Herpes zoster, also known as shingles, is very rare among children who have been vaccinated against chickenpox, according to a Kaiser Permanente study in the December issue of the journal
Herpes zoster, also known as shingles, is very rare among children who have been vaccinated against chickenpox, according to a Kaiser Permanente study in the December issue of the journal Pediatric Infectious Diseases.
The study, the largest of its kind, used electronic health records to identify more than 170,000 children vaccinated with the varicella (chickenpox) vaccine from 2002 to 2008 in Kaiser Permanente's Southern California region, then followed children for an average of two and a half years to identify the occurrence of herpes zoster.
Researchers found only 122 cases of herpes zoster among the 172,163 vaccinated children, for an estimated incidence of 1 case per 3,700 vaccinated children per year. This is a lower rate compared to what one would expect in the unvaccinated children based on previous experiences.
"The message to parents and pediatricians is: vaccinating your child against the chickenpox is also a good way to reduce their chances of getting herpes zoster," said the study's lead author, HungFu Tseng, PhD, MPH, a research scientist and epidemiologist at the Kaiser Permanente Department of Research and Evaluation in Pasadena, Calif. "More research is needed to identify the virus strains that cause herpes zoster."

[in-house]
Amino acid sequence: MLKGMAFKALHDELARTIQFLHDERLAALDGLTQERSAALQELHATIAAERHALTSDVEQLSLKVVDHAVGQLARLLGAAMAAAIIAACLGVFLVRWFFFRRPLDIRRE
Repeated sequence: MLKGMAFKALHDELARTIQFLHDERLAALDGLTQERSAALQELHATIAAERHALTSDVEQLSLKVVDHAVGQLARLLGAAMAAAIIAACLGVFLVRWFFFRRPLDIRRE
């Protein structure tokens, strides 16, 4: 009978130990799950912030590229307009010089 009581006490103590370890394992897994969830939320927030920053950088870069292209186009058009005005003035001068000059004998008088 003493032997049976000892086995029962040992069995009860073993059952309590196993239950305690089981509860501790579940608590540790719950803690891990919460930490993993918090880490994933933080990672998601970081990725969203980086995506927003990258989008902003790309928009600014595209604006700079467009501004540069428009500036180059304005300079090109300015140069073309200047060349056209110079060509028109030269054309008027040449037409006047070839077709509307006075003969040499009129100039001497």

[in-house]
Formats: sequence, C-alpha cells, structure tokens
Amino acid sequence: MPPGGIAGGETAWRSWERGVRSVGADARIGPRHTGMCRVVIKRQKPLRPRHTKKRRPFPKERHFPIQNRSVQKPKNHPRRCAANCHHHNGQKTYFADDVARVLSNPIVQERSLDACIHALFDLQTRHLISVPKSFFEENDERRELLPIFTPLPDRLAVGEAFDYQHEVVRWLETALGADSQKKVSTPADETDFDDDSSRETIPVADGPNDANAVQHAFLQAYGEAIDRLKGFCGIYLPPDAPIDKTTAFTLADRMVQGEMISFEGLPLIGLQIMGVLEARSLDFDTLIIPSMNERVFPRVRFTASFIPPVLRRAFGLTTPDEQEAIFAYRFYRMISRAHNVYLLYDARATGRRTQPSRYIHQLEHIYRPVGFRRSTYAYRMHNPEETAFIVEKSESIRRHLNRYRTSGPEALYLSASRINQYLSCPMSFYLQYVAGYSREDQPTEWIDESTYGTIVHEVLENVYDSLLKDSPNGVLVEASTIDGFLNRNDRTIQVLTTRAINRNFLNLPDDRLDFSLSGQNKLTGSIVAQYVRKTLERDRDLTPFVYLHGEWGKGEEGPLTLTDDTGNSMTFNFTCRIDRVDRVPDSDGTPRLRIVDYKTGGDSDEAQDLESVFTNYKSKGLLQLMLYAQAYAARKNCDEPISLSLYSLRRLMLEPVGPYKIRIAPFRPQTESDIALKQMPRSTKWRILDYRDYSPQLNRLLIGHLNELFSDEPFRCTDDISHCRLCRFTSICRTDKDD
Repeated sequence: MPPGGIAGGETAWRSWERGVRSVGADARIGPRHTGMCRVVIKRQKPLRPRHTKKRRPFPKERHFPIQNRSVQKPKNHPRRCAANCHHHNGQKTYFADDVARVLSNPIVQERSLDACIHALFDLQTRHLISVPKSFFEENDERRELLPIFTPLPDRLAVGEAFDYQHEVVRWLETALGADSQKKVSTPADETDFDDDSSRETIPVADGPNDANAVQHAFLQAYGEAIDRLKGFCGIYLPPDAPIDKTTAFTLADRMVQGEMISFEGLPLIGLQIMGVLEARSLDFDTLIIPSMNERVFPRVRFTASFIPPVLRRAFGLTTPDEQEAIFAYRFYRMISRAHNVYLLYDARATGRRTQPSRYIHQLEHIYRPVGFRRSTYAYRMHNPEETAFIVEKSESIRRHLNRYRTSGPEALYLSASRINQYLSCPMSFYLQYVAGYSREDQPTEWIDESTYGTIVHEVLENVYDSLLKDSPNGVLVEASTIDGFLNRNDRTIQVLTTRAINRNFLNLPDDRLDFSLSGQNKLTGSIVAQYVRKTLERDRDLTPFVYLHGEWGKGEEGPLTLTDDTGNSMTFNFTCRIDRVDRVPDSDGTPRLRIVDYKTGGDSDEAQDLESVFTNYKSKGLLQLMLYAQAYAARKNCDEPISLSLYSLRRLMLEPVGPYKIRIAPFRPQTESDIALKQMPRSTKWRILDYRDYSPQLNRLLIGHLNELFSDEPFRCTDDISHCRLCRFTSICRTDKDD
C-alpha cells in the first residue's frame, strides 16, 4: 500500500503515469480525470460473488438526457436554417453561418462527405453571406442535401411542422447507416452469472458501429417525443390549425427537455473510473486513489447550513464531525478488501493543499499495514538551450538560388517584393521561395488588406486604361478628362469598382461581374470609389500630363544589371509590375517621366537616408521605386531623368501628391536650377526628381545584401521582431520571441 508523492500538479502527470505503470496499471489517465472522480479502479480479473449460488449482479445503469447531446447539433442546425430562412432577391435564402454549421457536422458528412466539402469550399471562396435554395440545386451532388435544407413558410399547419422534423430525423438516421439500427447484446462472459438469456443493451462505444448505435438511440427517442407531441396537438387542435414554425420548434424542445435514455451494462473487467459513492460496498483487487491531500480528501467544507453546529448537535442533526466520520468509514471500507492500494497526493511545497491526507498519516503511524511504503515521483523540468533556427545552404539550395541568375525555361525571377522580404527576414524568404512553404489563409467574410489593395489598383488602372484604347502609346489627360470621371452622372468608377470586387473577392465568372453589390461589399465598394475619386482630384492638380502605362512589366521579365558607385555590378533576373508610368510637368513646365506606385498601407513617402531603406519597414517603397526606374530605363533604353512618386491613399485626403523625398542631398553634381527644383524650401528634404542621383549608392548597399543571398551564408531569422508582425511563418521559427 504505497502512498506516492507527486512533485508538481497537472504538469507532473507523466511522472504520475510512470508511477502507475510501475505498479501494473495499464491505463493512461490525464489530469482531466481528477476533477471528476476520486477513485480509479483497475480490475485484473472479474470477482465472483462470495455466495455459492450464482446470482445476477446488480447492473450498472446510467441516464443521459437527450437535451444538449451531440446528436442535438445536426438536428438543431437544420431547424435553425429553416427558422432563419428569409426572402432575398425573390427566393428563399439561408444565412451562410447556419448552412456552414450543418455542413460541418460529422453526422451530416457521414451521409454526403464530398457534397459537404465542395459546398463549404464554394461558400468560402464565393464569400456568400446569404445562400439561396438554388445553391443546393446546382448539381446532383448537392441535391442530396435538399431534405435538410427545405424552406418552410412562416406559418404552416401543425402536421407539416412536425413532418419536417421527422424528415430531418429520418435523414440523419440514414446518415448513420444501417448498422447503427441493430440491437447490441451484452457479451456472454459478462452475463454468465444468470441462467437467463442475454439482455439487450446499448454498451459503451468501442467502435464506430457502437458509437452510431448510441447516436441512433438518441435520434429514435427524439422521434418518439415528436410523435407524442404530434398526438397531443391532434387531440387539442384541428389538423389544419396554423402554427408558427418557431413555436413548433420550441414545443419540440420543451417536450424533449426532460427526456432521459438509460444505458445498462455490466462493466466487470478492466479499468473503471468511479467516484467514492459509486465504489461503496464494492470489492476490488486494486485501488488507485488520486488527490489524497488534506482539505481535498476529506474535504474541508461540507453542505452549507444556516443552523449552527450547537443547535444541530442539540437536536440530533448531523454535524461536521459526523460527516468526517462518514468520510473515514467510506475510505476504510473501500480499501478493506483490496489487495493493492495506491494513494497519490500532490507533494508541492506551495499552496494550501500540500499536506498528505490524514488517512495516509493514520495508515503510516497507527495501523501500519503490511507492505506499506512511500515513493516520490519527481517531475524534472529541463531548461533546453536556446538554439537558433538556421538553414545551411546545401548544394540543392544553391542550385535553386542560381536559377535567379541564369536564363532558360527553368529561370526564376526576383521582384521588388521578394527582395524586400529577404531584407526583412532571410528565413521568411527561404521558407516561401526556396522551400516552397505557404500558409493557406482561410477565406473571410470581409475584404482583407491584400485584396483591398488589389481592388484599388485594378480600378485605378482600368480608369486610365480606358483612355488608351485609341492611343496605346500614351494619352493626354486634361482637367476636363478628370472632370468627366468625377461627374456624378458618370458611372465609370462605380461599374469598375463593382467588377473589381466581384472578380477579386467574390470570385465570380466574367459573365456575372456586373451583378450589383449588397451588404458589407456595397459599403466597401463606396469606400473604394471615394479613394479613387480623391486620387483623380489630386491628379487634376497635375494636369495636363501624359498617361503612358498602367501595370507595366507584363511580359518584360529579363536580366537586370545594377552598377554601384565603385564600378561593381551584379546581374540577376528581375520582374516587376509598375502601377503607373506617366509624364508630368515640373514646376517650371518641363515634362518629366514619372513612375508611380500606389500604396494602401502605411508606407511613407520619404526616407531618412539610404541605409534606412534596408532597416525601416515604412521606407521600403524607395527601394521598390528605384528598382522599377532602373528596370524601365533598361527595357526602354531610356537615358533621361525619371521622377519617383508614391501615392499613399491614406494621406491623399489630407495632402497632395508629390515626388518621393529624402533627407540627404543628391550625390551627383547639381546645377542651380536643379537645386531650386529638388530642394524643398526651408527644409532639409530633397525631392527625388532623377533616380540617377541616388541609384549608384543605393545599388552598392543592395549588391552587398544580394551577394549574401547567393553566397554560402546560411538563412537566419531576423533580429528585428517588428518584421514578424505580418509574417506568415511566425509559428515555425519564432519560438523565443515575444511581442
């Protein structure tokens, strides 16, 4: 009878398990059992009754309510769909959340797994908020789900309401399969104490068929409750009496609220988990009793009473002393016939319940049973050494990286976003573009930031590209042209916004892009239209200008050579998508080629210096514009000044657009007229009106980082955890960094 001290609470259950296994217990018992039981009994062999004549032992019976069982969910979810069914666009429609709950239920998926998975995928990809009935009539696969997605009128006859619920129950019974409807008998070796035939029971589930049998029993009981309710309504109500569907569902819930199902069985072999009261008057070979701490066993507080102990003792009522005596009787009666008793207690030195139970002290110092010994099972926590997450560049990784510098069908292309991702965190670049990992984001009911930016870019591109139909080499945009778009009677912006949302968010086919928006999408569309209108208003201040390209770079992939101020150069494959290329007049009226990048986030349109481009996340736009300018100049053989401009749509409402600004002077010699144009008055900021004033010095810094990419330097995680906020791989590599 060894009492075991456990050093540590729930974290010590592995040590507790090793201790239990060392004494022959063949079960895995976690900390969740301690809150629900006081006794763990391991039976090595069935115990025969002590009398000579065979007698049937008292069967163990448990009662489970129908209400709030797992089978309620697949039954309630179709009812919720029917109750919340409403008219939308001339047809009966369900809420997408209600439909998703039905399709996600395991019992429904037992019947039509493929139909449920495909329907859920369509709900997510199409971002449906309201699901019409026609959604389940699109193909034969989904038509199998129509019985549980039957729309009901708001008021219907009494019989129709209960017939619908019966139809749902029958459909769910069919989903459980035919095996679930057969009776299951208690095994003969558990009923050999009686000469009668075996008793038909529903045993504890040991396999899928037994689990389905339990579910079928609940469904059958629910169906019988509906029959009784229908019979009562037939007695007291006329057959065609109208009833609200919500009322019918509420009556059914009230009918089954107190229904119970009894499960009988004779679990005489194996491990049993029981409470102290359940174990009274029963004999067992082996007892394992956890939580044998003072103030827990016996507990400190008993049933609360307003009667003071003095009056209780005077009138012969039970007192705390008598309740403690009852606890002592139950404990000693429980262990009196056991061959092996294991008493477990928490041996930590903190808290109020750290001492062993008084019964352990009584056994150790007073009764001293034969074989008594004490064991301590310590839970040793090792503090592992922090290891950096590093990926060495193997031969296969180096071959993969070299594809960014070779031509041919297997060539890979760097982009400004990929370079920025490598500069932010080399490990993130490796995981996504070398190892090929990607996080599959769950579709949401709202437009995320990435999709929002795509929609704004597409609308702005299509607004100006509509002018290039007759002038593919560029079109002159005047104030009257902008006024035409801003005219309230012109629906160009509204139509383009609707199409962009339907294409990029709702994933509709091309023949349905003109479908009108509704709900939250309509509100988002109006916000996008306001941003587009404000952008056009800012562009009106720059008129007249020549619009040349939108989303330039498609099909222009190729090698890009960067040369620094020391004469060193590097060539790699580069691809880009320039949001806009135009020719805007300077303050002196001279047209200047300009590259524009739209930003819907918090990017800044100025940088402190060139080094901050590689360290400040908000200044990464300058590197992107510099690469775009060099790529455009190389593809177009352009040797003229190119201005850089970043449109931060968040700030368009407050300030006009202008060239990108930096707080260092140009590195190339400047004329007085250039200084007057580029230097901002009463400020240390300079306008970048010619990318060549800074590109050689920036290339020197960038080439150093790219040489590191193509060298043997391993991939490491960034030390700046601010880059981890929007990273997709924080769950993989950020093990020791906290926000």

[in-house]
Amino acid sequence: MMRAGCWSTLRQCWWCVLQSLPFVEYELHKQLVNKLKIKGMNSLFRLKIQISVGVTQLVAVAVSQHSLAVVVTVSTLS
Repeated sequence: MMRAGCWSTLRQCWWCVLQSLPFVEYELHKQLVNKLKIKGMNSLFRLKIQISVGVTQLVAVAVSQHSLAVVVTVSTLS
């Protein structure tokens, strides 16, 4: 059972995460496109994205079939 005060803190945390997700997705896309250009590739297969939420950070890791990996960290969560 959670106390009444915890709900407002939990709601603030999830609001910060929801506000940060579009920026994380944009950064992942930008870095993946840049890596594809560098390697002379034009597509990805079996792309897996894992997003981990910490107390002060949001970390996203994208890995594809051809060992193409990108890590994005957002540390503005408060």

This study did not look at side effects of the varicella vaccine.
Herpes zoster is an acute skin viral infection caused by reactivation of latent varicella-zoster virus, which remains in certain nerve cells of the body after an infection with either wild-type or the varicella vaccine virus. The wild-type virus is found in the natural infection, in contrast to the virus strain found in vaccine.
Since the vaccine's introduction in 1995, there have been few studies on the incidence of childhood herpes zoster among children vaccinated with the varicella vaccine.
Following licensure in 1995, 1-dose varicella vaccine was recommended for children 12 months to 12 years of age. In 2006, a routine second dose of varicella vaccine for previously vaccinated persons aged 4 years and older was recommended.
Other study authors included: Ning Smith, MS, Lina S. Sy, MPH, S Michael Marcy, MD, and Steven J. Jacobsen, MD, PhD, from the Kaiser Permanente Department of Research and Evaluation.